Picture this: dried cement covers this woman’s eyes, which burn to a degree unimaginable. Her chest feels like a dump truck full of bricks just unloaded its cargo on top off her. She aches all over…so much so, that she wonders how much longer she could possibly endure it. Her own mother screams when she sees her.
This happened to missionary Joanne Shetler as the result of a plane accident. Her goal for years had been to translate the Scriptures into the Balangao language (a group of people living on the island of Luzon in the Philippines). But this obstacle now seemed insurmountable; was this the end of God’s work?
…”The pain was intense. That pain was almost my defeat as the doctors wouldn’t give me any painkillers for fear I might get addicted to them. I thought patients in hospitals were supposed to be close to God–I was just in pain. I couldn’t see God anywhere. I couldn’t feel him, I couldn’t hear him; there were no waves of glory, just wave after wave of pain.” [Pages 115-116, And the Word Came with Power, by Joanne Shetler with Patricia Purvis]
I don’t know about you, but I’ve never been through anything so excruciating in my life! Childbirth, at least for me, has never even come close! Yet, after this traumatic incident, Joanne returned to Balangao and continued work on the translation, eventually finishing it several years later. She says of the translation work:
“…our first printing of the Balangao New Testament is almost sold out. That means it’s time to consider revising it and incorporating the translated portions of the Old Testament and then reprinting it.
How I’d love to go back and live in Balangao again and prepare for this second printing! Right now it’s just a dream. I’ll just wait and see what God wants…he has a way of transforming what I think are good plans.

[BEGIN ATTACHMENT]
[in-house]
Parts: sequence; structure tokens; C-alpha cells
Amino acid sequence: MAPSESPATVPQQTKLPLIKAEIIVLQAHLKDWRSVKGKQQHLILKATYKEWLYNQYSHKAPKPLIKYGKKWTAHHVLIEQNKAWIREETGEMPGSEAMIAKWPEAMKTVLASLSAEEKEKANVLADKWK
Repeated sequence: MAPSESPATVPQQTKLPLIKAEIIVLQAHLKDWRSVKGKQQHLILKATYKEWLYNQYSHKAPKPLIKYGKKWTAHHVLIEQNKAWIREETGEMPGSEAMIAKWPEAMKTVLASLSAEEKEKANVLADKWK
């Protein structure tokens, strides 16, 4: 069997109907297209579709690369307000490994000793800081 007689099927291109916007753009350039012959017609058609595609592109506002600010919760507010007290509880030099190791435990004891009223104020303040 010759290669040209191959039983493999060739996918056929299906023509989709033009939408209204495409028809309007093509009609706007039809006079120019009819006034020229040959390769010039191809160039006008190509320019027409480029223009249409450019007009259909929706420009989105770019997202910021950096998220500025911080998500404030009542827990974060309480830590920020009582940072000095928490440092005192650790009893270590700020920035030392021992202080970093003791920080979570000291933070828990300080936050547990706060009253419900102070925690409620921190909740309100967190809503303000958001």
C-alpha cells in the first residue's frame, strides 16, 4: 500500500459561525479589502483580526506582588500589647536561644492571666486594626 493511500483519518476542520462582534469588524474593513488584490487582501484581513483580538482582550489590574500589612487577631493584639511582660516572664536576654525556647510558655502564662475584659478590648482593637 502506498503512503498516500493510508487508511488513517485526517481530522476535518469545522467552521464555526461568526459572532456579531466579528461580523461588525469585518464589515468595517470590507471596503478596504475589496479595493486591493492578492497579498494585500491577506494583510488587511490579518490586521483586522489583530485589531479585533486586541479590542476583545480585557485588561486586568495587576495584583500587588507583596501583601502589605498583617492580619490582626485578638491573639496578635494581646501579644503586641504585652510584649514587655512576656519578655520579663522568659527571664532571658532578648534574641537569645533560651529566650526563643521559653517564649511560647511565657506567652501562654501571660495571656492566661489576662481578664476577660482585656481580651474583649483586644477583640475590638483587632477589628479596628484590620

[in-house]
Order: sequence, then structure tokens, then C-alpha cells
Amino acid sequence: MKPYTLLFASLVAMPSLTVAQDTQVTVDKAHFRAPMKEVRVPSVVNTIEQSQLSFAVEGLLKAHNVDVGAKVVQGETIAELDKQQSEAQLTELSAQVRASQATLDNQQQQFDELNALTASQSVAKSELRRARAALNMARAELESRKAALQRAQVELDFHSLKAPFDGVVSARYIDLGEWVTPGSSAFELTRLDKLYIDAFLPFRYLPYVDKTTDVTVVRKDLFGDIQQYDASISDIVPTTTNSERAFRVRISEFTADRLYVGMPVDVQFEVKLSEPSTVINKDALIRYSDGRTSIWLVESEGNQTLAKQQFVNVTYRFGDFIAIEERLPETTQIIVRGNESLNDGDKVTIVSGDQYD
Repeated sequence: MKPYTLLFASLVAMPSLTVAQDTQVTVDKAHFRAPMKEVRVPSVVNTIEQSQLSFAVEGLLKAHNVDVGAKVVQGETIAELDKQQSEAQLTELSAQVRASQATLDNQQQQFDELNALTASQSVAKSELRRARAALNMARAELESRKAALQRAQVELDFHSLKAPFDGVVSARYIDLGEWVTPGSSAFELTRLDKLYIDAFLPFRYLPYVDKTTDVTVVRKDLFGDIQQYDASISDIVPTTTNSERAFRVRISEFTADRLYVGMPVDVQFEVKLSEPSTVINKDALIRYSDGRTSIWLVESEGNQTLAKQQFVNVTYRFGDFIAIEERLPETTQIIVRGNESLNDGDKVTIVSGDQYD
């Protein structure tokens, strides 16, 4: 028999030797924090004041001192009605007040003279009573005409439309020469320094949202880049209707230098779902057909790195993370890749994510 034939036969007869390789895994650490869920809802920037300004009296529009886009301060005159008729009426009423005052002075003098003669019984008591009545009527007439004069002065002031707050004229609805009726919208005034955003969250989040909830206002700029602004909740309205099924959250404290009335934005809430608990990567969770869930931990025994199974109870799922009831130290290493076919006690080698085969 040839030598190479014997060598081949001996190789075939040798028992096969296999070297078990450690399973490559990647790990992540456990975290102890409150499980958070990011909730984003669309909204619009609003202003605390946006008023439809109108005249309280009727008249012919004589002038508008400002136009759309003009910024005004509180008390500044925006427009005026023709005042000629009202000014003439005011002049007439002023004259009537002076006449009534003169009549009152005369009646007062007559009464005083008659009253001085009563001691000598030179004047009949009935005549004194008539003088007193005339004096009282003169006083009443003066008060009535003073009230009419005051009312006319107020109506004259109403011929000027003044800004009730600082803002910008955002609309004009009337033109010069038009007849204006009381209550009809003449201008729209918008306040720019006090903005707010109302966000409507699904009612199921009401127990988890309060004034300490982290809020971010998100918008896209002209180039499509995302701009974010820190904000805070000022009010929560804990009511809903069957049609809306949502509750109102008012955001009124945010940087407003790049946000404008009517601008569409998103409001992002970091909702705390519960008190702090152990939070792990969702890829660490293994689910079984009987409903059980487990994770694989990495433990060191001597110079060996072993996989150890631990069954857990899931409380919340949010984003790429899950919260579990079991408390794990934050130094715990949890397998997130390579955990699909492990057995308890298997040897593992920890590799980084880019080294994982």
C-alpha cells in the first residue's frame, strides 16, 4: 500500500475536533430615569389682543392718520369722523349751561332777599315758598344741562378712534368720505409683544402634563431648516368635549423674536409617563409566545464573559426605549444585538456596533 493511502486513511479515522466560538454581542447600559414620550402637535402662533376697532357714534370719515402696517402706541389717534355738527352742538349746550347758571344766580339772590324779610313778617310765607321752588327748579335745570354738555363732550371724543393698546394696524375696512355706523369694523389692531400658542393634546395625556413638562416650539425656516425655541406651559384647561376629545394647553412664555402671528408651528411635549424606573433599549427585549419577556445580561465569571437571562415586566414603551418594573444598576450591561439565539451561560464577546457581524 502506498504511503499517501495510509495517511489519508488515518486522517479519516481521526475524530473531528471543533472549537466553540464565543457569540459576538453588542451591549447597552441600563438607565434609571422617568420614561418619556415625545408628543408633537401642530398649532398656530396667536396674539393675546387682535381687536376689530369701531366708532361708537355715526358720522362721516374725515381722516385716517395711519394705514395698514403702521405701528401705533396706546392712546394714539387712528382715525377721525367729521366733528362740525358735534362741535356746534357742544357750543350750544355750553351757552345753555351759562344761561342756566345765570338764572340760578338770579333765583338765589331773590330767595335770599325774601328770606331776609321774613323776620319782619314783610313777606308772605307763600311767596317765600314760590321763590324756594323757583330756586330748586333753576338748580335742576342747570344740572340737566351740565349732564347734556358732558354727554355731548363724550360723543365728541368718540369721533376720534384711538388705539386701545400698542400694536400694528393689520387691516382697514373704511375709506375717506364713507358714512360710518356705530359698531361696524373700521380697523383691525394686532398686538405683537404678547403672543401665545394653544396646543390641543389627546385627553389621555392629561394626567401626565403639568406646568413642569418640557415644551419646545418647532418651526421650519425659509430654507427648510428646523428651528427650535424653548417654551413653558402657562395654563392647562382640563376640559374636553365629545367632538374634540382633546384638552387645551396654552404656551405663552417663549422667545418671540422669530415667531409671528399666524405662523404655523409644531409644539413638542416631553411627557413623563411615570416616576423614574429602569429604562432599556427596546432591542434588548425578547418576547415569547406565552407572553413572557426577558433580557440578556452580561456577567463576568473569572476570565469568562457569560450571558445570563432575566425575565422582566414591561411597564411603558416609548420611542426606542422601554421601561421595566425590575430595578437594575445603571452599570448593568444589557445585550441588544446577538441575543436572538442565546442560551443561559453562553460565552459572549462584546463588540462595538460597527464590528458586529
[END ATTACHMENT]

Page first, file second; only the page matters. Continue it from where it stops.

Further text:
And besides, I’ve never quite figured out just how to bring God glory. But I have learned to surrender my dreams to him. And he has made the reality of living according to his plan even better than my greatest dreams.” [Page 176]
The tenacity and faith of the native believers who helped her with the translation work, together with Joanne’s persistence and commitment to God’s will resulted in the completion of a New Testament translation for a people group who had never heard of Jesus before her arrival. There were times of intense trial, and at one point she suffered greatly. But did she let that deter her from the task God had set before her? No.
It’s easy to see how important it is to persevere when what is at stake is the transferring of God’s word from one language to another. For that lofty purpose, we imagine that we would be willing to endure countless setbacks and hardships–or even cracked ribs and acid-eaten eyes, as Joanne did. But what about when God’s word to us is to remain married to a person who hurts us? Or when He says to be fruitful and multiply? Many people are quick to excuse their actions by rationalizing that “God would want us to be happy,” in the case of divorce; or that “God wouldn’t want us to risk our health,” in the case of rejecting more children. But, is that consistent?
I would say that sometimes the right path is not the easy path. Sometimes it hurts to follow God. Sometimes our health is put at risk. And sometimes, our lives. Who are we to put limitations on obedience? Do we only obey certain commands and not others–are we selective in what we will do, and what we will not do? Or do we obey partially, and then act like we’ve done our duty? Are we so unwilling to sacrifice our comfort, that we would hold back complete obedience to our Lord? For, if we were to be consistent, we would have to admit that it makes no difference whether we are blazing paths through jungles in order to bring the light of Christ into a dark, pagan land; are beaming rays of love toward a hateful spouse; or are bearing the weight of a new child within our wombs: all are done in obedience to our Lord, and all are worth the pain, the toil, and the tears.
Many are there, even professing Christians, who ridicule God’s ways, and exalt their own, selfish agendas, instead. Either that, or they say, “Well that’s nice for you, but it isn’t for me,” as if God’s word doesn’t apply to everybody if they don’t want it to. But what about you? Are you willing to tear yourself away from the spirit of rebellion all around you, even in your own church, and attach yourself tightly to what the word of God actually says? How much are you willing to give up for God? Can you bring yourself to sacrifice yourself…for Him? Will you say, along with Joanne: “But I have learned to surrender my dreams to him. And he has made the reality of living according to his plan even better than my greatest dreams.”